In March of this year, the Canadian Coalition for Good
Governance (CCGG) published new guidelines for Building High Performance Boards
(Guidelines). The original guidelines were introduced in 2005.
Significant new commentary has been added in respect of risk
management, and the Guidelines demonstrate an increasing emphasis
on shareholder engagement by boards of directors as reflected in
model shareholder engagement and say-on-pay policy.
The Guidelines focus on developing high performance boards that
are (1) accountable and independent; (2) have experienced,
knowledgeable and effective directors and committees; (3) have
clear roles and responsibilities; and (4) engage with shareholders.
The CCGG encourages corporate boards and executives to continually
assess whether their governance practices are enhancing shareholder
The Guidelines were developed after consultation with Canadian
directors and issuers, governance experts, lawyers and compensation
consultants. The expectation is that Canadian reporting issuers
will adopt these Guidelines over and above the minimum standards
required by the Canadian Securities Administrators and corporate
law. As global governance practices evolve, they will periodically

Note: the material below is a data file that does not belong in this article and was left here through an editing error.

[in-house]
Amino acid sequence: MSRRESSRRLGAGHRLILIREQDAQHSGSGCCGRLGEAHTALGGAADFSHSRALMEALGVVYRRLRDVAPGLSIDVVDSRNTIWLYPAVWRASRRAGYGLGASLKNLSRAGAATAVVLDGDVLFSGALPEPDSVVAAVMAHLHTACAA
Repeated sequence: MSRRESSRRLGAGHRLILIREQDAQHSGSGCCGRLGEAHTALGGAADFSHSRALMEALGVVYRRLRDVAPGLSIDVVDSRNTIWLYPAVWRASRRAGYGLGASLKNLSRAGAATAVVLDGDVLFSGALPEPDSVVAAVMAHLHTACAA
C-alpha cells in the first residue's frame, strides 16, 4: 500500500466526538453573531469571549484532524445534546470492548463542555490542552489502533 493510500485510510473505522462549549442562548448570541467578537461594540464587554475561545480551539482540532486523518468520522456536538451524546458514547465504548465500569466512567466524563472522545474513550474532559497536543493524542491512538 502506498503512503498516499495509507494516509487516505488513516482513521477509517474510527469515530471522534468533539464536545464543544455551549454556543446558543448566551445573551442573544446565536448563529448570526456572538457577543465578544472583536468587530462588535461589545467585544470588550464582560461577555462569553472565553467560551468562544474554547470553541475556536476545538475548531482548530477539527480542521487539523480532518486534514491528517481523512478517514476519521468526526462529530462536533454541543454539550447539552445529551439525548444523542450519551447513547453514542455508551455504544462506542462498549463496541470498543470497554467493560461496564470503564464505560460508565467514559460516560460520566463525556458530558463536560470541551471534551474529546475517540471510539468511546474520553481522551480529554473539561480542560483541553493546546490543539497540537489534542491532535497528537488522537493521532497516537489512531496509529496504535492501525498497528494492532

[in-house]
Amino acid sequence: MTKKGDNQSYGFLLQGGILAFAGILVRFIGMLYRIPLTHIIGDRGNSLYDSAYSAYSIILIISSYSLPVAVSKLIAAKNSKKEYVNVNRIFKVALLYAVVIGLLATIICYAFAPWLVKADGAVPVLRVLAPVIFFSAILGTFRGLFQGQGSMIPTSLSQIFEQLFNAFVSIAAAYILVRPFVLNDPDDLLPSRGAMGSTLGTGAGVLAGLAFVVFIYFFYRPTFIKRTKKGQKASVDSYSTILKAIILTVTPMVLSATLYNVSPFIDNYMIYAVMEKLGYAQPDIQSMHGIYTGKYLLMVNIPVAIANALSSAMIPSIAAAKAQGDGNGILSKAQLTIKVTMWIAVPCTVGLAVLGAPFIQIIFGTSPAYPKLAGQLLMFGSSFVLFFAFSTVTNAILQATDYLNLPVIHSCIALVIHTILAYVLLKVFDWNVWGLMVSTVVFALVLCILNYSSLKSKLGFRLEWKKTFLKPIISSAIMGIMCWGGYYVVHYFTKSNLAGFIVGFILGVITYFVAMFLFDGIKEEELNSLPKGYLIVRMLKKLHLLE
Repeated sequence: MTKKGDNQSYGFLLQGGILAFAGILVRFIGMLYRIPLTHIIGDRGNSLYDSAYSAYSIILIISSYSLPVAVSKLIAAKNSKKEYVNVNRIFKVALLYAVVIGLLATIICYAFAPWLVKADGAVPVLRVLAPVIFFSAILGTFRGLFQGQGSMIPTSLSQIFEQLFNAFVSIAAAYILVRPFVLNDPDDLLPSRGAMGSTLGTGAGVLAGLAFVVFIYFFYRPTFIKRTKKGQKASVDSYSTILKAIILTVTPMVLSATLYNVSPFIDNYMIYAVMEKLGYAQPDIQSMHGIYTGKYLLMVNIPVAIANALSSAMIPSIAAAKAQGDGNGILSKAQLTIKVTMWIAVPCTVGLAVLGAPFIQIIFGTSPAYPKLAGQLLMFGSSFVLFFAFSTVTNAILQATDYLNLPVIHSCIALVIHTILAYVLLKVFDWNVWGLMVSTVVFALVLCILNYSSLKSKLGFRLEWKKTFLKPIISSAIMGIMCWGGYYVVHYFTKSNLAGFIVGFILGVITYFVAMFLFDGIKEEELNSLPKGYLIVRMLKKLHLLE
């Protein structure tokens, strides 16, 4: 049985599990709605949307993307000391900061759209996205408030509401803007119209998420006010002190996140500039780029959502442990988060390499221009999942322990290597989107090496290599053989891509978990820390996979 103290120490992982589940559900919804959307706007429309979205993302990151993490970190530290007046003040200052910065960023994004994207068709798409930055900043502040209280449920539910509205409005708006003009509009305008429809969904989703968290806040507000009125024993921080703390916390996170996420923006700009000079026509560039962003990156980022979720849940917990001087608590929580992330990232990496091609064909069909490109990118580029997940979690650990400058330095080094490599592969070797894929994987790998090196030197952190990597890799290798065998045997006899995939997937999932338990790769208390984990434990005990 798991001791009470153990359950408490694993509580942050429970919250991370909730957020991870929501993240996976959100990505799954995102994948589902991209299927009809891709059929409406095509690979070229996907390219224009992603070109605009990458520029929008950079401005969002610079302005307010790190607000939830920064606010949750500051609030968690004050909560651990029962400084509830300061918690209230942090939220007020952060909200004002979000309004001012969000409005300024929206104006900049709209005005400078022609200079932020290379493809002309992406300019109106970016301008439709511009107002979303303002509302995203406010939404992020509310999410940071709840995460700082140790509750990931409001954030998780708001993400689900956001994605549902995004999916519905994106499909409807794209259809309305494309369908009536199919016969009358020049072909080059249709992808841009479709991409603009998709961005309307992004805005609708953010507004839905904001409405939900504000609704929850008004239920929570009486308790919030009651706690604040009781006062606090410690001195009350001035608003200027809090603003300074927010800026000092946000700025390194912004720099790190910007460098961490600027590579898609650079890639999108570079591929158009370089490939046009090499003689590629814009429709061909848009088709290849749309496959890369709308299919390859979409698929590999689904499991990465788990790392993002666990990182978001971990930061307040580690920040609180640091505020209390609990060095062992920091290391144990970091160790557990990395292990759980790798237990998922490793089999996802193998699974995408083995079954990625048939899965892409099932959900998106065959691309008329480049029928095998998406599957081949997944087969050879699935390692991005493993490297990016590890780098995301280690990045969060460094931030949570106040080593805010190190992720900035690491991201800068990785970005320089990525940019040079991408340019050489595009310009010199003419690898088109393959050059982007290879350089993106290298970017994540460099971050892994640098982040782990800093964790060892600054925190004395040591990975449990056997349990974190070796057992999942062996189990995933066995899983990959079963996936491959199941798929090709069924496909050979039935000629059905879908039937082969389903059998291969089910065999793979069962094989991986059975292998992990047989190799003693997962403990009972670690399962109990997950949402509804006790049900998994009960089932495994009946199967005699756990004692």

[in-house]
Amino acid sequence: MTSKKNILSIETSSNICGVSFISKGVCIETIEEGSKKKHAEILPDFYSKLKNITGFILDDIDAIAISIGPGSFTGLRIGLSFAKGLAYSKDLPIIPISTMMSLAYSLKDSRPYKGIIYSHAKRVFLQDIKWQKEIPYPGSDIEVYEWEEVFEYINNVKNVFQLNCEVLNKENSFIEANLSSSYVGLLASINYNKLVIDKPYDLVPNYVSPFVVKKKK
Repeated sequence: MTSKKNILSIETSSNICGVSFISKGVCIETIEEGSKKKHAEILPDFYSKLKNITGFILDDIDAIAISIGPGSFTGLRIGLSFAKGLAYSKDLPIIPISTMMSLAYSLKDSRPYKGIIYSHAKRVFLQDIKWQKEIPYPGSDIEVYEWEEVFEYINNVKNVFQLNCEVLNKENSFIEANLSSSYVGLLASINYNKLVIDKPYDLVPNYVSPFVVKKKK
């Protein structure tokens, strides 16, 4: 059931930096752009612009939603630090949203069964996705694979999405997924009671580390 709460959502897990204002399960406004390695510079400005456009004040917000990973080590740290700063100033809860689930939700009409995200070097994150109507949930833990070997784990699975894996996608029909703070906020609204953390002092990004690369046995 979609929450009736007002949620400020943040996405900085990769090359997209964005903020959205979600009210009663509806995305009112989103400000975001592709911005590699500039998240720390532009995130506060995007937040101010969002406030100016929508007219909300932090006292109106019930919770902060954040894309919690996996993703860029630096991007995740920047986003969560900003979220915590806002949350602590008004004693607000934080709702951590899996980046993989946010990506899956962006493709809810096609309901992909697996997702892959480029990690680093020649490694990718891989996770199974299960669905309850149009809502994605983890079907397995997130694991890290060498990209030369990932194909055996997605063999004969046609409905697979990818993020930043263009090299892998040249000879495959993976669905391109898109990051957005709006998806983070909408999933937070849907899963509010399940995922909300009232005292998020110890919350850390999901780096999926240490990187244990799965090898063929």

revise the guidelines to ensure they stay modern and relevant.
There are thirteen Guidelines, each of which is based on the
four principles above. They are as follows:
A high performance board is accountable and
Guideline 1 — Facilitate Shareholder
Guideline 2— Ensure at least
two-thirds of directors are independent of management.
Guideline 3— Separate the roles of
chair and CEO.
A high performance board has experienced, knowledgeable
and effective directors and committees, and the highest level of
Guideline 4— Ensure that directors
are competent and knowledgeable.
Guideline 5— Ensure that the goal
of every director is to make integrity the hallmark of the
Guideline 6— Establish mandates for
board committees and ensure committee independence.
Guideline 7— Establish reasonable
compensation and share ownership guidelines for directors.
Guideline 8— Evaluate board,
committee and individual director performance.
A high performance board has clear roles and
Guideline 9— Oversee strategic
planning, risk management and the hiring and evaluation of
Guideline 10— Assess the CEO and
plan for succession.
Guideline 11— Develop and oversee
executive compensation plans.
A high performance board engages with
Guideline 12— Report governance
policies and initiatives to shareholders.
Guideline 13— Engage with
shareholders within and outside the Annual General Meeting.
For a more detailed discussion of the new CCGG guidelines, and
in particular, expected best practices for each guidelines, click
The content of this article is intended to provide a general
guide to the subject matter. Specialist advice should be sought
about your specific circumstances.
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Under the Income Tax Act, the Employment Insurance Act, and the Excise Tax Act, a director of a corporation is jointly and severally liable for a corporation's failure to deduct and remit source deductions or GST.
Under the Income Tax Act, the Employment Insurance Act, the Canada Pension Plan Act and the Excise Tax Act, a director of a corporation is jointly and severally liable for a corporation's failure to deduct and remit source deductions.
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